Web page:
The Showcase presented a great opportunity to see what Cambridge has to offer and better understand the diversity and impact that the research in mathematics and big data at Cambridge can make on business and policy across a wide range of areas. Researchers were on hand to discuss specific areas of maths and big data and there was opportunities for delegates to take tours of the GK Batchelor Fluid Dynamics Laboratory and also see the COSMOS Computer. The exhibition included research groups, industrial case studies posters, the EPSRC Centre for Doctoral Training in Analysis, the new Cantab Capital Institute for the Mathematics of Information and details of project opportunities for industry.

Aims and Objectives

Subjects of talks included industrial areas such as materials and chemical decontamination, mathematical biology, financial maths, cosmology, communications and social sciences. The Showcase presented an excellent opportunity to bring together scientists from mathematics and other disciplines such as physics, chemistry, engineering etc, with interested parties from industry, government and public sectors.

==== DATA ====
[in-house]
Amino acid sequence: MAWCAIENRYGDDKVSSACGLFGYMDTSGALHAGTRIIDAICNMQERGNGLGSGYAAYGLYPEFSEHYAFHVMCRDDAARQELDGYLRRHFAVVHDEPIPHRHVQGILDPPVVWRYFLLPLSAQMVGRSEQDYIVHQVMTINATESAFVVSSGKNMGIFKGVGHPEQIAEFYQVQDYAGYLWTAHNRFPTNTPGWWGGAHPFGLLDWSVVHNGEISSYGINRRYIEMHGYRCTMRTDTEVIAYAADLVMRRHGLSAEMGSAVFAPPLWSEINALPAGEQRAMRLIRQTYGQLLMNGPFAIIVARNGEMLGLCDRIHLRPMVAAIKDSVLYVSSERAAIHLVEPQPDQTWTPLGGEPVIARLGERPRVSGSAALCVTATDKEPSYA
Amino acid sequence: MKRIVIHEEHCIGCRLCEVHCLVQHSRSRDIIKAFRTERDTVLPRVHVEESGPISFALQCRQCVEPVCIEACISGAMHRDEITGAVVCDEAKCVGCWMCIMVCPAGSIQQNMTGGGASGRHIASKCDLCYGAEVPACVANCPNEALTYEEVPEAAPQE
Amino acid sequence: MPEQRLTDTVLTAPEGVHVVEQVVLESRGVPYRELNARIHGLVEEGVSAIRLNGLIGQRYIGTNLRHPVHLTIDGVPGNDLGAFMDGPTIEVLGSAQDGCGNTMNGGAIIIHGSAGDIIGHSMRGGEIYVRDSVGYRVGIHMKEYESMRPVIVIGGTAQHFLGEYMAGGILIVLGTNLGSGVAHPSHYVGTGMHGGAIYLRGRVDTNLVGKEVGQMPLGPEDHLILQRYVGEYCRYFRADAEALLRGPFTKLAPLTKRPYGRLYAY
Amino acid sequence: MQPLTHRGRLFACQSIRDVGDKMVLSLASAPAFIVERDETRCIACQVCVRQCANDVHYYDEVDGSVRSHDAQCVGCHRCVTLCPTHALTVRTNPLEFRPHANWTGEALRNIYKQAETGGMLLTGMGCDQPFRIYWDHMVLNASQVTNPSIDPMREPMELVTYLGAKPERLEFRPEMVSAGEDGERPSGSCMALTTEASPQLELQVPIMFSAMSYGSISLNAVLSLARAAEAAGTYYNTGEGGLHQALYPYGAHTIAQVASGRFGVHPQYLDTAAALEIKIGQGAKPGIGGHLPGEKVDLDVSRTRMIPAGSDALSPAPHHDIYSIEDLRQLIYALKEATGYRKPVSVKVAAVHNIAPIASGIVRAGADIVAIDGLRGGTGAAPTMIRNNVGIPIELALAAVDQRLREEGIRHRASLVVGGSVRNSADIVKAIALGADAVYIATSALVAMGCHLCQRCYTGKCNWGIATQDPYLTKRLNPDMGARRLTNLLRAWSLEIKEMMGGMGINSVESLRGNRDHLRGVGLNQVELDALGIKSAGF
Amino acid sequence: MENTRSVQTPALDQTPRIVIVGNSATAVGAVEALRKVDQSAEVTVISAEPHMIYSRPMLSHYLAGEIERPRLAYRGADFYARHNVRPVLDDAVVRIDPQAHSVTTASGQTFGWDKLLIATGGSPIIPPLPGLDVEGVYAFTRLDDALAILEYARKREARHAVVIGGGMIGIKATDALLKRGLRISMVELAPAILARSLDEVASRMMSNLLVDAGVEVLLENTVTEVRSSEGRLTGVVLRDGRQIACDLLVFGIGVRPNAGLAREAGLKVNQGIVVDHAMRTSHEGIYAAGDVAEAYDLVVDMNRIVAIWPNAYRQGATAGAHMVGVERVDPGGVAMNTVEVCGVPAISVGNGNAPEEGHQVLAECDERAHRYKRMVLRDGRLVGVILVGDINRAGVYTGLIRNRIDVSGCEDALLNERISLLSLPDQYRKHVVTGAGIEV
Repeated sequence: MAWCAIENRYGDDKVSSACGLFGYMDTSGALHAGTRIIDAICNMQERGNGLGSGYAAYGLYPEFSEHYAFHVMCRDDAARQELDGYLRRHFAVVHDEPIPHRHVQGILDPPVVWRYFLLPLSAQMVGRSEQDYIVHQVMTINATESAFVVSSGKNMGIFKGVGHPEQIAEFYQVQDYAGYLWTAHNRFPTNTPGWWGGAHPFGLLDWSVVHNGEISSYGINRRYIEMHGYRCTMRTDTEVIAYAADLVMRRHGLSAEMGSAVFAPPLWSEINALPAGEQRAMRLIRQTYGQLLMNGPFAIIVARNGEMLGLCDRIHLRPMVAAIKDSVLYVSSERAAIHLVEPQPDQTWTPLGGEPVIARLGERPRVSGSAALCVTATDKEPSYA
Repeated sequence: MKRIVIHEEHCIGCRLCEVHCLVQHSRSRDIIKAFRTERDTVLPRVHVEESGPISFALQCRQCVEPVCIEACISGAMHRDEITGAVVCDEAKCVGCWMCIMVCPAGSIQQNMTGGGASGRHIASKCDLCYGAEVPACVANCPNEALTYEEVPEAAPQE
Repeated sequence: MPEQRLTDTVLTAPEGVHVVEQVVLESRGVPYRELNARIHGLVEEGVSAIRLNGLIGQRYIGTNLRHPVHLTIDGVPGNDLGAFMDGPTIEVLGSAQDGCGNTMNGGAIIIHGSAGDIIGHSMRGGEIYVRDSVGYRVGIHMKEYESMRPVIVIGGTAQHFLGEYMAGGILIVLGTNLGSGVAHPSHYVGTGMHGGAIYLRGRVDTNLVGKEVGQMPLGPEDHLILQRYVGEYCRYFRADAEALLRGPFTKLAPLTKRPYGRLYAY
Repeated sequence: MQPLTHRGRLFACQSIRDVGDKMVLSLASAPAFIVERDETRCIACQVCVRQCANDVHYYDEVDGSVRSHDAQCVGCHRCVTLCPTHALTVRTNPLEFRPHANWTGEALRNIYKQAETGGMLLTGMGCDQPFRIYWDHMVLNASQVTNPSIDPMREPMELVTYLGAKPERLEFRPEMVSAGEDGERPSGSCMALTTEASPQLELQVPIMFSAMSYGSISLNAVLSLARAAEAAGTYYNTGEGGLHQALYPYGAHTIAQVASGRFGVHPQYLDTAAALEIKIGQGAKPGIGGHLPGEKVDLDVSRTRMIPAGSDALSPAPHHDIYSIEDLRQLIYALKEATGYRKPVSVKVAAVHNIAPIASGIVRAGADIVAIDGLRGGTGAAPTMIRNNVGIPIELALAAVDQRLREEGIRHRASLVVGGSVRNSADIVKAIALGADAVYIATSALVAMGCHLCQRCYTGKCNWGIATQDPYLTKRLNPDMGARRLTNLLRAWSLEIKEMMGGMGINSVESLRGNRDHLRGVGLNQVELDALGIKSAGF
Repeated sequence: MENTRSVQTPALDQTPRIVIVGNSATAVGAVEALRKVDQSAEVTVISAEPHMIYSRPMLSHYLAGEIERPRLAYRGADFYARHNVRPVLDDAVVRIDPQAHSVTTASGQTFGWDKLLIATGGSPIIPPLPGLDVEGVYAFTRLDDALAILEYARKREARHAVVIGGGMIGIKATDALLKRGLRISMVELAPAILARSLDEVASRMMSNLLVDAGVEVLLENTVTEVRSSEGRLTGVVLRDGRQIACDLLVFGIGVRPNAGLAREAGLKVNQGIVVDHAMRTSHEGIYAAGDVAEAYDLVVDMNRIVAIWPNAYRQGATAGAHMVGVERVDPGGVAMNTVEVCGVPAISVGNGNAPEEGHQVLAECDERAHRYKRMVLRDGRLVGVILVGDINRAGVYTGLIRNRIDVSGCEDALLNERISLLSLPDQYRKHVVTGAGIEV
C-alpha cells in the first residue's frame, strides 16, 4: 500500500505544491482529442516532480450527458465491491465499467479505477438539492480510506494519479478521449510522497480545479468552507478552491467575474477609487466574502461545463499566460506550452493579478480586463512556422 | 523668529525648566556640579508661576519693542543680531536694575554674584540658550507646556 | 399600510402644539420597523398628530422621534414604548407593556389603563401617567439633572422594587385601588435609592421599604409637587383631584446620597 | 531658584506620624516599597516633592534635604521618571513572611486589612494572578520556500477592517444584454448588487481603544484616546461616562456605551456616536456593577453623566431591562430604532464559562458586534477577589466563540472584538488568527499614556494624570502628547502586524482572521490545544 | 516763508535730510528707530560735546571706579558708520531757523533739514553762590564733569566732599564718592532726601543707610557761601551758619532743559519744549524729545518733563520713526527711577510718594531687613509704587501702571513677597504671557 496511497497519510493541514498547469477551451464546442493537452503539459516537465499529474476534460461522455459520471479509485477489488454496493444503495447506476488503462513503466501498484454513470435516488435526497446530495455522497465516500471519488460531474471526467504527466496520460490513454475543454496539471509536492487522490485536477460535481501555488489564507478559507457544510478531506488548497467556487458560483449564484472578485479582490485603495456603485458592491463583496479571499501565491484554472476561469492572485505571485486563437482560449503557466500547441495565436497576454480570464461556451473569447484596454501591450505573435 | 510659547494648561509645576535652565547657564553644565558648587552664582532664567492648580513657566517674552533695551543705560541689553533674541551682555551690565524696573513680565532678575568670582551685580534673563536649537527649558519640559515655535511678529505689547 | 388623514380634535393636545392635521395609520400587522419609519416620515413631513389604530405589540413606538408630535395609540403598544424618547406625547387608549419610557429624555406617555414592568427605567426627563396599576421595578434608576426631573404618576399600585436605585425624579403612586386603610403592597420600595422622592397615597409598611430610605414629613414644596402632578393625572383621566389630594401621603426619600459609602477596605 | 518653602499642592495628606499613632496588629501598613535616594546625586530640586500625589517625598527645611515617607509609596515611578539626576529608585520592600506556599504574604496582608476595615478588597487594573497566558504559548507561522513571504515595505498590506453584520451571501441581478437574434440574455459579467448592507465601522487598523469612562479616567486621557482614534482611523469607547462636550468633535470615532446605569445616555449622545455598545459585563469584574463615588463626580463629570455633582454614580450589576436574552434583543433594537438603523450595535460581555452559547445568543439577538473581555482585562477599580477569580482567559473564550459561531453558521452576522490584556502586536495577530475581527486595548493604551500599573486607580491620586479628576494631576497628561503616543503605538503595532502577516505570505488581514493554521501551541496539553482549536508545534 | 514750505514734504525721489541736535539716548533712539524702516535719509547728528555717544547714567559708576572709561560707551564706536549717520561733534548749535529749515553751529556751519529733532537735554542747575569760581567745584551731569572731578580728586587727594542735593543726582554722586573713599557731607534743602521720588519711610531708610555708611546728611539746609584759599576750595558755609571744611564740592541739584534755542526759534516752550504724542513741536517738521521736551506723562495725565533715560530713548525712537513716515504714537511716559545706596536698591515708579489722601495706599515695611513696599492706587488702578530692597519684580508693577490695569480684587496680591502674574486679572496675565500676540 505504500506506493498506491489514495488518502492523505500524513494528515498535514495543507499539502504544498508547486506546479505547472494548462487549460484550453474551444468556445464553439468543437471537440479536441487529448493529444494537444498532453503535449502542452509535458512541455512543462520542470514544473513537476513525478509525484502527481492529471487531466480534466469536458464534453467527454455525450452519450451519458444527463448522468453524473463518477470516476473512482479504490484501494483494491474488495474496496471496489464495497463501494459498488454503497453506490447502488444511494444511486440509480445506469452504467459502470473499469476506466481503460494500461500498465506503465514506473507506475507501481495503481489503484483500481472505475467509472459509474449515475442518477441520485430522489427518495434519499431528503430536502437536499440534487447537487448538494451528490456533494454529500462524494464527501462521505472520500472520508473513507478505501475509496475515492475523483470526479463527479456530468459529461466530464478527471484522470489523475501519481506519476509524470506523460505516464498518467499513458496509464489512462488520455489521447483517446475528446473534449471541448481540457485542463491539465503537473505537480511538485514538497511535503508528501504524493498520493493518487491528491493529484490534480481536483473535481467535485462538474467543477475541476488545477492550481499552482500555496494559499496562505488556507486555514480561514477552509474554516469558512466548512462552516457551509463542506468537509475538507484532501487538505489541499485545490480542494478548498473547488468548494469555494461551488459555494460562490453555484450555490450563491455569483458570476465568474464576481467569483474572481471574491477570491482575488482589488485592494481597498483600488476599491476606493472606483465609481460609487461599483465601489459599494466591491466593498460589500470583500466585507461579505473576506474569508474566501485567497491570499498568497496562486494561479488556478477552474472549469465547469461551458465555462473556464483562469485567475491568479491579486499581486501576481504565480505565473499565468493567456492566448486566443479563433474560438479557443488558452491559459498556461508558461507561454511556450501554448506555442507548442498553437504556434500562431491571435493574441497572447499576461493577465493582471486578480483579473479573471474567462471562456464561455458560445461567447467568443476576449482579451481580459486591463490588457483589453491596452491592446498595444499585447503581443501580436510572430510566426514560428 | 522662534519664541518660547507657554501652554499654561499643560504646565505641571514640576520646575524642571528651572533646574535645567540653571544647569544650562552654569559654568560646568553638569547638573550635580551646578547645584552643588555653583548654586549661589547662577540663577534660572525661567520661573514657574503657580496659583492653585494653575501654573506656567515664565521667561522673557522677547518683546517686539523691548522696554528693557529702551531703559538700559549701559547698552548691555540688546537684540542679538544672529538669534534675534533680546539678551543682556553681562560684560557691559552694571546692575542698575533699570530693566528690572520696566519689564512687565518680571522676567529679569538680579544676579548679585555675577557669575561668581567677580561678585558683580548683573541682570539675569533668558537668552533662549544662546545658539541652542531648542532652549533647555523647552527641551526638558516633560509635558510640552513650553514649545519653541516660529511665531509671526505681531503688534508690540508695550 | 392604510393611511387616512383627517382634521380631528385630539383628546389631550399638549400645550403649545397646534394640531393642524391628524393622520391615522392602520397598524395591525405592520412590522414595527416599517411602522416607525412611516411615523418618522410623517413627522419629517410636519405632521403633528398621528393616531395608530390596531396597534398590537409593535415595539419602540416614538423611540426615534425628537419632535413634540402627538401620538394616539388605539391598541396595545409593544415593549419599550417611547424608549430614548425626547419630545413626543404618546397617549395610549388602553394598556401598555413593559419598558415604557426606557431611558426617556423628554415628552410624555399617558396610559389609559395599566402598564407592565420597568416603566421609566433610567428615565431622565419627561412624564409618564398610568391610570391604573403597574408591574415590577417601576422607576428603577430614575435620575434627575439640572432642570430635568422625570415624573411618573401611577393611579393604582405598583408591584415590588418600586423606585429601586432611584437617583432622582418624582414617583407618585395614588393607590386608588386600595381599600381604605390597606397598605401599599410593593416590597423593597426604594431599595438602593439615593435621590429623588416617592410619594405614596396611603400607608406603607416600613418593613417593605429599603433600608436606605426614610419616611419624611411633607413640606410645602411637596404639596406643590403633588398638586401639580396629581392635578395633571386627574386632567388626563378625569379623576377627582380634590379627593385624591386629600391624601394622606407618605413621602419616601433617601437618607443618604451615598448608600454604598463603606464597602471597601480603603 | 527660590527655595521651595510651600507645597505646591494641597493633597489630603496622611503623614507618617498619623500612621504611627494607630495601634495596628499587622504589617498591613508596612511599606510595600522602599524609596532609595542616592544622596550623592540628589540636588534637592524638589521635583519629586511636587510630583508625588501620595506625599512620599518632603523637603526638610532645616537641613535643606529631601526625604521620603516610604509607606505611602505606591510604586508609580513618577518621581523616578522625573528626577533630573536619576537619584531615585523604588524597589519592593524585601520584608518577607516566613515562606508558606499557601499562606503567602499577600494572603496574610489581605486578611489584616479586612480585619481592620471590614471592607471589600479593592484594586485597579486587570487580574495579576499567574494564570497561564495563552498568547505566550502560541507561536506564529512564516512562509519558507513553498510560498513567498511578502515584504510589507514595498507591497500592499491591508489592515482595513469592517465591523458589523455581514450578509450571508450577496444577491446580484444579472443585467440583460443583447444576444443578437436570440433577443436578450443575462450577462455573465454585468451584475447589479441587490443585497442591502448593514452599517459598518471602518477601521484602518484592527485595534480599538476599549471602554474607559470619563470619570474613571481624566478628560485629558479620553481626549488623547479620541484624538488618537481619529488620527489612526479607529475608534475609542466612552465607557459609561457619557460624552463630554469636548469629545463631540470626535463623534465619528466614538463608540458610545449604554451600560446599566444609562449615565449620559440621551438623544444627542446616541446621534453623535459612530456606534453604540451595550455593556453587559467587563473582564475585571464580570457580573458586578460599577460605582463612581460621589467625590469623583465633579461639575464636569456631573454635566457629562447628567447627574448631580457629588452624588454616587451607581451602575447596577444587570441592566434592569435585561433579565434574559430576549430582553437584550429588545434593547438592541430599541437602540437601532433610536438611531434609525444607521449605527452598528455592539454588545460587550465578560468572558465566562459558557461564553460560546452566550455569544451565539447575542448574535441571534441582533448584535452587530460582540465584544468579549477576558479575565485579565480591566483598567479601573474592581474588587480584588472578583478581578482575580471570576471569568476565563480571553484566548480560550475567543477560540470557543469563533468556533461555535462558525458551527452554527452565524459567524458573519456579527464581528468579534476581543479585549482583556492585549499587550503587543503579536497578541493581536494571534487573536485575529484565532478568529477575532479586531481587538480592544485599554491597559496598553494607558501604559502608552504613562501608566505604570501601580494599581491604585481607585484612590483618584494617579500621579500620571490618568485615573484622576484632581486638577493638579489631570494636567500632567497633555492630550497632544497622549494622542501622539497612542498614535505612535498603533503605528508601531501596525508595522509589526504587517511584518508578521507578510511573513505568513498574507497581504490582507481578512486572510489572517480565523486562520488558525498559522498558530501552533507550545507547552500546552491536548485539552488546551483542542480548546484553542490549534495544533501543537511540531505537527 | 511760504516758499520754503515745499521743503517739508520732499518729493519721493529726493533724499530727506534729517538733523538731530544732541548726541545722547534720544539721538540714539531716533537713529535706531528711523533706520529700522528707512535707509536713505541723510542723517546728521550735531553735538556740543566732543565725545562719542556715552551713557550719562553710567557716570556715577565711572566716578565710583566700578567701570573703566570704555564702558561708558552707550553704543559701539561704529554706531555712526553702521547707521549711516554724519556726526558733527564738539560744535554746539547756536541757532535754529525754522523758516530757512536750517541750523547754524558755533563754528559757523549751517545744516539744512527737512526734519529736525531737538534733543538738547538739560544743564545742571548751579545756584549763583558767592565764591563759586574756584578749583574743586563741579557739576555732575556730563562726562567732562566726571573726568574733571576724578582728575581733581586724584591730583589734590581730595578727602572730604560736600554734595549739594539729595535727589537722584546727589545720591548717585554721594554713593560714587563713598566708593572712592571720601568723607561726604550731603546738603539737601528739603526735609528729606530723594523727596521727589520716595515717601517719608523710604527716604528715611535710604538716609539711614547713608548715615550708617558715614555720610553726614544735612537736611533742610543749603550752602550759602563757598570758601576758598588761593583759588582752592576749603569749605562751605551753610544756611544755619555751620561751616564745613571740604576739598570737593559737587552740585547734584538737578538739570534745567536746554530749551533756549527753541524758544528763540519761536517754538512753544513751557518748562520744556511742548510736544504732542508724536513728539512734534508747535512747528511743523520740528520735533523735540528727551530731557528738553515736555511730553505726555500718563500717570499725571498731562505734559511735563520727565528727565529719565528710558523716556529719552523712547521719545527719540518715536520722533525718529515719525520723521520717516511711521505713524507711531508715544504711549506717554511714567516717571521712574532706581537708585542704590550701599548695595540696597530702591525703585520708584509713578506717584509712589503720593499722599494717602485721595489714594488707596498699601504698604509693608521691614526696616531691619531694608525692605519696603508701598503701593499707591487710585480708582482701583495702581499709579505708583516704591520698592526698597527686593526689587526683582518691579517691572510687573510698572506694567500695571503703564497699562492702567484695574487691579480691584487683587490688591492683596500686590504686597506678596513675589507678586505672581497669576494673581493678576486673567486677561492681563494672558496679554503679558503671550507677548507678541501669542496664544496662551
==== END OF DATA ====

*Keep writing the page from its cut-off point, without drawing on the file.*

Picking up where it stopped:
The Showcase gave participants a great opportunity to:

Meet leading mathematicians and other scientists involved in state-of-the-art mathematical techniques and methods across multiple areas including Big Data
Learn more about the potential of mathematics to help provide solutions to real-world problems
Find out how to collaborate and partner with the University through research, projects and studentships
Network with senior researchers, industry and Government
Year(s) Of Engagement Activity 2016
URL http://www.turing-gateway.cam.ac.uk/event/tgmw33
 
Description Variational models and partial differential equations for mathematical imaging 
Form Of Engagement Activity A talk or presentation
Part Of Official Scheme? No
Geographic Reach International
Primary Audience Professional Practitioners
Results and Impact Plenary lecture at the Conference on the Numerical Solution of Differential and Differential-Algebraic Equations (NUMDIFF-15).

Variational models and partial differential equations for mathematical imaging: